Falling back on the words of history

It was a very interesting time, sociologically speaking, to be in DC this past weekend.  At the risk of being obvious, some big stuff has happened in the last few years on the national political scene, as well as back home in Arkansas.

I’ve always loved DC.  I first visited during Close Up (remember that?) in high school, then went back a few times to visit more, and then spent an amazing summer as an intern for the State Department; I lived in a women’s boarding house two blocks from the Senate building, and would run on the Mall at night, stopping to listen to a military band on the steps of the Capitol. The city inspired me, challenged me, made me both proud to be American and determined to help her be a better, stronger place.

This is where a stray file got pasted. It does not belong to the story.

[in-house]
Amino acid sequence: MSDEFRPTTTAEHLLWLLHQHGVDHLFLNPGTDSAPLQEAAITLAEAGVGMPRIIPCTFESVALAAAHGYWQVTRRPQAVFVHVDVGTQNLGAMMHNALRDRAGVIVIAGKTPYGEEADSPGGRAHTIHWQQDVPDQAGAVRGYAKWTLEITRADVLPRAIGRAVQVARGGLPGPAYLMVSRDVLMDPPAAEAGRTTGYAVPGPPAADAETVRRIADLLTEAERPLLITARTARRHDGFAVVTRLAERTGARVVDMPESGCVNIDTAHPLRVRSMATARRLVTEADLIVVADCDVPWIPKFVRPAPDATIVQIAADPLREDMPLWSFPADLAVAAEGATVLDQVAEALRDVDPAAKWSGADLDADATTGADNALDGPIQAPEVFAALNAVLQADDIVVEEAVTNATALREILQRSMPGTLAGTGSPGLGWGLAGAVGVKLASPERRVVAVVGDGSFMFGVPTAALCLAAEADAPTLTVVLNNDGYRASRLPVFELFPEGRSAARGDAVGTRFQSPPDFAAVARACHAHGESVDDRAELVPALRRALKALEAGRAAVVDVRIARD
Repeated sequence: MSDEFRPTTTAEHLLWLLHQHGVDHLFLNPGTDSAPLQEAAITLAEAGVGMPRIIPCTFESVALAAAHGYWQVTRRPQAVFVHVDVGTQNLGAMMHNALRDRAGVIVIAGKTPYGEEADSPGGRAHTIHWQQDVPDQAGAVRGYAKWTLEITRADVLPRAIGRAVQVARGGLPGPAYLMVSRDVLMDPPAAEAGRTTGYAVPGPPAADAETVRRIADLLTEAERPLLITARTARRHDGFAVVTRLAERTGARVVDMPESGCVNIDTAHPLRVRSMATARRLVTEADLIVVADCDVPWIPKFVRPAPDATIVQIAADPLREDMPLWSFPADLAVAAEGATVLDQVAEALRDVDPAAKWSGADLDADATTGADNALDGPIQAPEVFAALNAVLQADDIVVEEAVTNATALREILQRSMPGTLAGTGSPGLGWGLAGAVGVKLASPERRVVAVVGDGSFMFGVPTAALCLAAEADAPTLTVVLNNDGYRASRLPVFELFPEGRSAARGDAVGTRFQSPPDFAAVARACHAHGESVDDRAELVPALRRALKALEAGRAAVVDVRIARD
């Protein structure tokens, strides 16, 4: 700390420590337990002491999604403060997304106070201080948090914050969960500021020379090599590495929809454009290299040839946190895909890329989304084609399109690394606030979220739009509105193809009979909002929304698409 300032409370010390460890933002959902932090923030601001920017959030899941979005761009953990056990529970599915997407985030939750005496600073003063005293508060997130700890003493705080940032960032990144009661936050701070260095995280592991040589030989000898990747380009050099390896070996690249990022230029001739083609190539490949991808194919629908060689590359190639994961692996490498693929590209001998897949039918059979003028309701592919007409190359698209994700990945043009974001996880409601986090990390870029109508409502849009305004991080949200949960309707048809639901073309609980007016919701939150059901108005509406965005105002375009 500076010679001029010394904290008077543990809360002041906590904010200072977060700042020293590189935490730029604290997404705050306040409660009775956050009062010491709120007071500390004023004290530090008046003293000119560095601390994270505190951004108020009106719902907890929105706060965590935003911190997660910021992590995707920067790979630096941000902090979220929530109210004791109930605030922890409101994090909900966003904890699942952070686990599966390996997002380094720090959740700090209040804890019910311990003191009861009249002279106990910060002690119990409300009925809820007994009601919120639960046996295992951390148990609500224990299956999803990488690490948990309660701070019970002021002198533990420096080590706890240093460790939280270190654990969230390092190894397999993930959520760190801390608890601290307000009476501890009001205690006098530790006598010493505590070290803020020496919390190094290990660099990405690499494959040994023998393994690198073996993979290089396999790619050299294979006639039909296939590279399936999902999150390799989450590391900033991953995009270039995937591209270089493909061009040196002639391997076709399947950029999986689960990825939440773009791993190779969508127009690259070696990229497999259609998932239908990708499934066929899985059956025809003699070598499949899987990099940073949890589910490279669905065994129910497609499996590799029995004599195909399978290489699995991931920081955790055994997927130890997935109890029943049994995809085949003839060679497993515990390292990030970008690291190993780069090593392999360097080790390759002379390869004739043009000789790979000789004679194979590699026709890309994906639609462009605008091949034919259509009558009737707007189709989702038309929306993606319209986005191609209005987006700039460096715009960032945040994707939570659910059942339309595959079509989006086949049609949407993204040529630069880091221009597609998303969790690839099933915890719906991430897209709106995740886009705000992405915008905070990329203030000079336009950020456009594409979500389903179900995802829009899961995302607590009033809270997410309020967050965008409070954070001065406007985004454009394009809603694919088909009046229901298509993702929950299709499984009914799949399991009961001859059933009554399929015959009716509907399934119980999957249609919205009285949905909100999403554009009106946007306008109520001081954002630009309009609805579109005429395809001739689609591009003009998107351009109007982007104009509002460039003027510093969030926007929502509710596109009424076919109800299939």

This weekend’s visit was short and fragmented, bookended by monuments/memorials: Iwo Jima and Arlington Cemetery on Friday, MLK, FDR and Jefferson on Monday.

As I wandered alone, sometimes in respectful silence, sometimes amidst chattering tourists, I felt something I’ve never felt before when visiting DC.  It might have been sadness, or at the very least, a healthy sense of un-settlement, mostly because the loft and inspiration of the monuments/memorials I visited seemed so incredibly out of touch with the quagmire of our politics today.

Without getting into my personal political views I thought I’d share some of the most impactful words I came across in my wanderings.  Enjoy.






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